Coyote Sees the Future

James Dean, reader of both my blog and my book BMOC, sent me a great article about several companies that are pursuing business models surprisingly close to the one I made up for BMOC in my book.

Quick background:  In my novel, I imagined that the company BMOC had recruited the most popular kids at a number of high schools -- kids who were true social opinion makers, so to speak.  I posited that BMOC monetized these relationships by 1) Helping clients of BMOC in the same school become more popular and 2) Seeding these kids with free products (video games, cosmetics, etc.) which would cause other kids who followed their example to go out and buy the same products.  The free products both paid the popular kids for their consulting work helping to make BMOC clients more popular, and acted as a guerrilla marketing tactic for the companies that sell these products.  (The section of the novel explaining the business model in detail is here).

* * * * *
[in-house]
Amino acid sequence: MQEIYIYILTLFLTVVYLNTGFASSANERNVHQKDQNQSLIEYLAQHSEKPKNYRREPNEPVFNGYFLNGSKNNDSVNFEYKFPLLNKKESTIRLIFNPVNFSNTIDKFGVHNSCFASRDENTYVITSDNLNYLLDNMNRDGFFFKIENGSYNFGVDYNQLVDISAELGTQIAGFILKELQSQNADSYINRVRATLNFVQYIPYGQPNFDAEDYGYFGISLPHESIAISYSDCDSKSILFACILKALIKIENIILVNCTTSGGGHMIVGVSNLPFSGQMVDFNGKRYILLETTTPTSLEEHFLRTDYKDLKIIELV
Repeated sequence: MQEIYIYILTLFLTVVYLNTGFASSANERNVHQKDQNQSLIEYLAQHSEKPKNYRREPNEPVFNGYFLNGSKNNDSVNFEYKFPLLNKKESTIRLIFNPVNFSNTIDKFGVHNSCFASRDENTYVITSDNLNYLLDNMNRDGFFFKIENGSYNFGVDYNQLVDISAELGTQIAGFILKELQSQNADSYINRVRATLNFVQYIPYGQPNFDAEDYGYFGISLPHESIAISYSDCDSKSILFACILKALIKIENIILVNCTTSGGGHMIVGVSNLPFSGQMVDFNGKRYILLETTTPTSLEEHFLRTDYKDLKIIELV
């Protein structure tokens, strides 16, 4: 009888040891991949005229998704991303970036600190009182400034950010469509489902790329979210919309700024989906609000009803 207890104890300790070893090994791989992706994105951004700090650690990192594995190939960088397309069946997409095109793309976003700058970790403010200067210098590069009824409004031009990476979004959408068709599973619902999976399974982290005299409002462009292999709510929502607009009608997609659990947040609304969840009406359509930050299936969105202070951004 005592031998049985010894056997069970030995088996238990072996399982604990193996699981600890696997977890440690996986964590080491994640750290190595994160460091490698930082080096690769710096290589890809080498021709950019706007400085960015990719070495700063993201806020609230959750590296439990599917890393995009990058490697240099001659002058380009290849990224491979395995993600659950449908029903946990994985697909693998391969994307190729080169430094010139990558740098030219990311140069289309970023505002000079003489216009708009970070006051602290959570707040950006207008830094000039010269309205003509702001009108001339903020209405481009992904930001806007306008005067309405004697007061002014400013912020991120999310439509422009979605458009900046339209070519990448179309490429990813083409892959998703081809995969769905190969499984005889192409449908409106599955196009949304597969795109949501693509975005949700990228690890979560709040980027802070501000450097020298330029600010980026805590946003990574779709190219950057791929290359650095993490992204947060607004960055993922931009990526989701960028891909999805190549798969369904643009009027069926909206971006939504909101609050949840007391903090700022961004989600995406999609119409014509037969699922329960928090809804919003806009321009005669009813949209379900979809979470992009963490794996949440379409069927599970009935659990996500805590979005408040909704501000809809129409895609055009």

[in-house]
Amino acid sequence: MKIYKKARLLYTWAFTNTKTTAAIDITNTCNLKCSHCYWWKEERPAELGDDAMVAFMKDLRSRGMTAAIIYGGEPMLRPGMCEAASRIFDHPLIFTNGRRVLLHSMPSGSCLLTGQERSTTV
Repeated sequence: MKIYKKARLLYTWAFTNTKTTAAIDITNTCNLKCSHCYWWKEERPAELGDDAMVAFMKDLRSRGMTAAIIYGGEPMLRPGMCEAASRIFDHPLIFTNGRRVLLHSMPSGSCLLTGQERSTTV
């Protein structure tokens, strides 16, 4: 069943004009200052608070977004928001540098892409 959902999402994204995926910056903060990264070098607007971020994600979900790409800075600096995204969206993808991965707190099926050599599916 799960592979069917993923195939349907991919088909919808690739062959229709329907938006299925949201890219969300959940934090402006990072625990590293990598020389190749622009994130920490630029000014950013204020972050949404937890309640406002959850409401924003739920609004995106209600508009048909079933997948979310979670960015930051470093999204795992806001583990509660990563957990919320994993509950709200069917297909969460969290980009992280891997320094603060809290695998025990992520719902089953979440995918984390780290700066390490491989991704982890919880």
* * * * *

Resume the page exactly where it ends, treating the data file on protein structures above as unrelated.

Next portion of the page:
Well, I have not seen anyone pursuing part 1, but apparently a number of companies are pursuing part 2:

Shoppers will be given the opportunity to test products or
services, share them with their friends and, all being well,
recommend them to a wider audience - without a cent being spent on
traditional advertising.

One company, Yooster, predicts it will have 50,000 "influencers"
- the marketing moniker for trendsetters and mavens - on its books
by June, ready to spruik a client's wares solely for the social
kudos of getting the product before it hits the shelves.

The chief executive and founder of Yooster, Piers Hogarth-Scott,
said: "If you are a 20-year-old girl at university and you get the
latest lipstick from Gucci months before it is out on the shelves
and you are able to give it to your friends then you are going to
look good. That gives you immense [social] currency."

You can buy BMOC at Amazon.